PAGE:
While San Diego's mayor and City Council debate the merits of a minimum wage increase, employers may want to start thinking about how a change in pay requirements would affect their business.
For the second time this month, San Diego City Council on Monday approved an ordinance that would raise the city's minimum wage to $9.75 on Jan. 1, followed by an increase to $10.50 on Jan. 1, 2016, and to $11.50 on Jan. 1, 2017. Starting Jan. 1, 2019, the wage would rise with the inflation rate.
San Diego Mayor Kevin Faulconer said he will veto the measure, but City Council could override the veto with a six-vote majority. The ordinance has passed both times by a 6-3 margin.
Several local attorneys who represent management said an increase in the minimum wage could have hidden consequences.
"A minimum wage increase is more costly than people realize," said San Diego's Jim Fessenden, a labor and employment partner at Fisher & Phillips. "A lot of legal ramifications are triggered.
"Some employers might be in a position where they are forced to reduce benefits or reduce hours that employees work."
Exempt or salaried employees must earn at least twice the minimum wage, so they could see an increase in pay as well. For example, a salaried employee earning twice the current minimum wage makes $33,280 a year. That figure would jump to $47,840 — a 43 percent increase — if the minimum wage goes to $11.50 an hour in 2017.
Some businesses calculate their year-end bonuses based on a percentage of total wages earned, so that figure would increase as well. The new minimum wage increase then might cause employers to change their bonus policy, Fessenden said.
The minimum wage increase would apply to employers outside the city — and even state — if they have employees who spend at least two hours a week working in the city.
The San Diego city attorney's office said there are three significant legal issues that could affect the ability of the city to enforce the ordinance on nonresident employers, but the city could overcome these challenges.
"Generally, the stronger the city’s legitimate reasons for enforcing the ordinance and the less this ordinance burdens interstate commerce, the more likely a court will permit the city to enforce this ordinance on nonresident employers whose employees temporarily or permanently work within the city’s geographical boundaries," City Attorney Jan Goldsmith wrote in a legal memorandum to the City Council.
The geographic boundaries of the city of San Diego — which include some parts of North County — can be tricky to interpret, especially for out-of-state employers, said Stacey James, a shareholder with Littler Mendelson.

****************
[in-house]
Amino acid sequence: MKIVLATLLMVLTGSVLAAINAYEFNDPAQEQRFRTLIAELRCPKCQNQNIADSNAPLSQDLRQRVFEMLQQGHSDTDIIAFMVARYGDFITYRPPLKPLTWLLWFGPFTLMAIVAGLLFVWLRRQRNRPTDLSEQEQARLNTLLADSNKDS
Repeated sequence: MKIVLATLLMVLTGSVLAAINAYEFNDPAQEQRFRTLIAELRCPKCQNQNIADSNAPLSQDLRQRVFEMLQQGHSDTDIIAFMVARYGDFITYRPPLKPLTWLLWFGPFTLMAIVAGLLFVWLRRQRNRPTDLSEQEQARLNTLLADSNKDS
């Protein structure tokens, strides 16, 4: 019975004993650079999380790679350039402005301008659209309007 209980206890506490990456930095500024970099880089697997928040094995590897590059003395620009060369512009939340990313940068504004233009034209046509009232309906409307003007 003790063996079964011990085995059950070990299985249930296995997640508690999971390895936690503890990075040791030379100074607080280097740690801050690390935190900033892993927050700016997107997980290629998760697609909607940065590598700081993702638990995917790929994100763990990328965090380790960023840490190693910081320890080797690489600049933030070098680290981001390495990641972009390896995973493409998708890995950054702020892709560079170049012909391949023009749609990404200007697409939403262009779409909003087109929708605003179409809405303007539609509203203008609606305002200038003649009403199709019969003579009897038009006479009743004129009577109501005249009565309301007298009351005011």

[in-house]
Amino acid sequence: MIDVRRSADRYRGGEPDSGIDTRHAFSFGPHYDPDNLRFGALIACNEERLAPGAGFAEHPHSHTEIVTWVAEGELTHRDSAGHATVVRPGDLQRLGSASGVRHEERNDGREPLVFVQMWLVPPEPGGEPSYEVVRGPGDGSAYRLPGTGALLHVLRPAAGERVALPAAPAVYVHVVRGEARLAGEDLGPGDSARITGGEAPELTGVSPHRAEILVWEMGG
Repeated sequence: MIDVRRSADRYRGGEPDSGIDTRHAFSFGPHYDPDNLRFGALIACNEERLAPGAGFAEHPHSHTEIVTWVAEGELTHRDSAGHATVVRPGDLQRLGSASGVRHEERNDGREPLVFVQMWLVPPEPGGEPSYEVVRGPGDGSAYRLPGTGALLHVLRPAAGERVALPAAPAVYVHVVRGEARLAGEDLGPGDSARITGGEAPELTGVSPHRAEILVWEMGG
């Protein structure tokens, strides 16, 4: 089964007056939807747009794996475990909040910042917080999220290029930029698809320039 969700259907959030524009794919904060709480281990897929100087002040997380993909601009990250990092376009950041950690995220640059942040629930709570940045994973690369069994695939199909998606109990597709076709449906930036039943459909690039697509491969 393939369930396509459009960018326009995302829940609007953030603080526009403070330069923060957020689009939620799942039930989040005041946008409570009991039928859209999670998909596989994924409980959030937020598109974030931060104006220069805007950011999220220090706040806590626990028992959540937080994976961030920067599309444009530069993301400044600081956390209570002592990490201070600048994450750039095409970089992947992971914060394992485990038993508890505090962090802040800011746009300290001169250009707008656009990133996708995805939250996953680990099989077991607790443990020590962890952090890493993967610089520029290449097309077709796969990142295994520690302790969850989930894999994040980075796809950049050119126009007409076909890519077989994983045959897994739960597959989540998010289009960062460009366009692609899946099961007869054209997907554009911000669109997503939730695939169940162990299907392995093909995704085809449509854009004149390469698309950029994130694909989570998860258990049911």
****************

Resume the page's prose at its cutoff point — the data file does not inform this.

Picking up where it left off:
"In San Francisco, the county and the city are the same," she said. "When people are in San Francisco, they know they're in San Francisco. The city of San Diego is much different than the county of San Diego."
The state raised the minimum wage from $8 to $9 on July 1. But many municipalities throughout California feel that is not enough and are enacting their own wage increases. This makes it difficult for employers with workers spread throughout several cities.
"It's getting to be a lot more challenging for employers because you have local jurisdictions doing this piecemeal," James said. "The more piecemeal it is, the more difficult it is for employers from inside and outside of the state."
San Diego attorney Lonny Zilberman, a partner with Wilson Turner Kosmo, said a mandatory increase in pay begs the question of who is going to absorb the added costs.
"People who are in favor of raising the minimum wage talk about a living wage and putting more money in the pockets of consumers, which will stimulate the economy," he said.
"On the other hand, it seems to me like someone's going to have to swallow these increased costs — it'll either be the consumers or employers. Or perhaps this will raise the unemployment rate because it might necessitate people being laid off [if] employers can't sustain the increased rate."
Another ordinance being passed in conjunction with the minimum wage increase would require employers to provide five paid sick days per year. The paid sick day proposal could also provide challenges, especially for certain industries.
"Restaurants are not accustomed to [giving sick days], so it may throw off their staffing and certainly could change their business model," said Fisher & Phillips' Fessenden. "You're forcing a new pay scheme on an industry that's not accustomed to it."
Both the minimum wage and paid sick leave ordinances could lead to increased litigation, the local attorneys said. The minimum wage ordinance would allow employees to go directly to court if they have a dispute and not have to appeal to the city.
There also are civil requirements, including posting fliers in the workplace and informing employees at the time of hiring that they are covered by the city of San Diego's minimum wage ordinance.
Monetary damages can reach as high as two times an employee's pay and attorney's fees.
"Whenever you have a new law, if you don’t fully abide by it, there's a potential for liability," Zilberman said.